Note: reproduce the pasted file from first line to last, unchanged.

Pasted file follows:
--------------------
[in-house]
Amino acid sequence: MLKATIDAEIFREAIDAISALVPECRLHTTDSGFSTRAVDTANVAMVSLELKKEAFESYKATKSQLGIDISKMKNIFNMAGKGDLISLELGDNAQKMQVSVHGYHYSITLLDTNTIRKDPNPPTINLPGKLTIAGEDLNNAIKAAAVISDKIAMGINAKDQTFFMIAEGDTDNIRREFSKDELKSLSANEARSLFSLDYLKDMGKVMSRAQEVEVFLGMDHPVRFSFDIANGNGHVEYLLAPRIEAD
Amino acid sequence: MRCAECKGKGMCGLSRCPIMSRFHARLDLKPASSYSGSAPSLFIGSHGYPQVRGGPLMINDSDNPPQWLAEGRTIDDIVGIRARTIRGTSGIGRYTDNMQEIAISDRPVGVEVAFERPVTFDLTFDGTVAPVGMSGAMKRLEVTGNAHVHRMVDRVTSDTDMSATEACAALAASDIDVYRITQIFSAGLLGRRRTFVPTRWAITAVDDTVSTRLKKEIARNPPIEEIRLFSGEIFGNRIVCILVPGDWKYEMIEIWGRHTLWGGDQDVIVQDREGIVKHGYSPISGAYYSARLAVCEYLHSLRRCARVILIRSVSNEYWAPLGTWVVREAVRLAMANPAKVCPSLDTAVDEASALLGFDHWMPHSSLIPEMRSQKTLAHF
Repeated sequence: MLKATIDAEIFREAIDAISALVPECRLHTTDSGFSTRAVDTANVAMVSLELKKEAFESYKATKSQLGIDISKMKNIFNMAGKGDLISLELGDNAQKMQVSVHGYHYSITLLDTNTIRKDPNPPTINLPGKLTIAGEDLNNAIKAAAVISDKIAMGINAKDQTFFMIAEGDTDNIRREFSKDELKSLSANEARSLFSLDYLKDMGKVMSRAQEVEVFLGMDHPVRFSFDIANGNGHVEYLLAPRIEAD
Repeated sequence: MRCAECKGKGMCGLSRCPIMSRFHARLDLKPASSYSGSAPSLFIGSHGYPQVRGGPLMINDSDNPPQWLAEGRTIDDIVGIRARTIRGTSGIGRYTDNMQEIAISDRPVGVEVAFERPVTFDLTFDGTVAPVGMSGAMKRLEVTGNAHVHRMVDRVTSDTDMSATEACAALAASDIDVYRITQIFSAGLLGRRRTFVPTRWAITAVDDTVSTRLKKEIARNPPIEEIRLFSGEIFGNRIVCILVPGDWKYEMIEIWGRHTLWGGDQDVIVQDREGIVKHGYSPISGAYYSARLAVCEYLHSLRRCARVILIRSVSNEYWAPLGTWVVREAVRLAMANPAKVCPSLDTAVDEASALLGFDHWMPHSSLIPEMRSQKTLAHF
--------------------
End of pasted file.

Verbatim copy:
[in-house]
Amino acid sequence: MLKATIDAEIFREAIDAISALVPECRLHTTDSGFSTRAVDTANVAMVSLELKKEAFESYKATKSQLGIDISKMKNIFNMAGKGDLISLELGDNAQKMQVSVHGYHYSITLLDTNTIRKDPNPPTINLPGKLTIAGEDLNNAIKAAAVISDKIAMGINAKDQTFFMIAEGDTDNIRREFSKDELKSLSANEARSLFSLDYLKDMGKVMSRAQEVEVFLGMDHPVRFSFDIANGNGHVEYLLAPRIEAD
Amino acid sequence: MRCAECKGKGMCGLSRCPIMSRFHARLDLKPASSYSGSAPSLFIGSHGYPQVRGGPLMINDSDNPPQWLAEGRTIDDIVGIRARTIRGTSGIGRYTDNMQEIAISDRPVGVEVAFERPVTFDLTFDGTVAPVGMSGAMKRLEVTGNAHVHRMVDRVTSDTDMSATEACAALAASDIDVYRITQIFSAGLLGRRRTFVPTRWAITAVDDTVSTRLKKEIARNPPIEEIRLFSGEIFGNRIVCILVPGDWKYEMIEIWGRHTLWGGDQDVIVQDREGIVKHGYSPISGAYYSARLAVCEYLHSLRRCARVILIRSVSNEYWAPLGTWVVREAVRLAMANPAKVCPSLDTAVDEASALLGFDHWMPHSSLIPEMRSQKTLAHF
Repeated sequence: MLKATIDAEIFREAIDAISALVPECRLHTTDSGFSTRAVDTANVAMVSLELKKEAFESYKATKSQLGIDISKMKNIFNMAGKGDLISLELGDNAQKMQVSVHGYHYSITLLDTNTIRKDPNPPTINLPGKLTIAGEDLNNAIKAAAVISDKIAMGINAKDQTFFMIAEGDTDNIRREFSKDELKSLSANEARSLFSLDYLKDMGKVMSRAQEVEVFLGMDHPVRFSFDIANGNGHVEYLLAPRIEAD
Repeated sequence: MRCAECKGKGMCGLSRCPIMSRFHARLDLKPASSYSGSAPSLFIGSHGYPQVRGGPLMINDSDNPPQWLAEGRTIDDIVGIRARTIRGTSGIGRYTDNMQEIAISDRPVGVEVAFERPVTFDLTFDGTVAPVGMSGAMKRLEVTGNAHVHRMVDRVTSDTDMSATEACAALAASDIDVYRITQIFSAGLLGRRRTFVPTRWAITAVDDTVSTRLKKEIARNPPIEEIRLFSGEIFGNRIVCILVPGDWKYEMIEIWGRHTLWGGDQDVIVQDREGIVKHGYSPISGAYYSARLAVCEYLHSLRRCARVILIRSVSNEYWAPLGTWVVREAVRLAMANPAKVCPSLDTAVDEASALLGFDHWMPHSSLIPEMRSQKTLAHF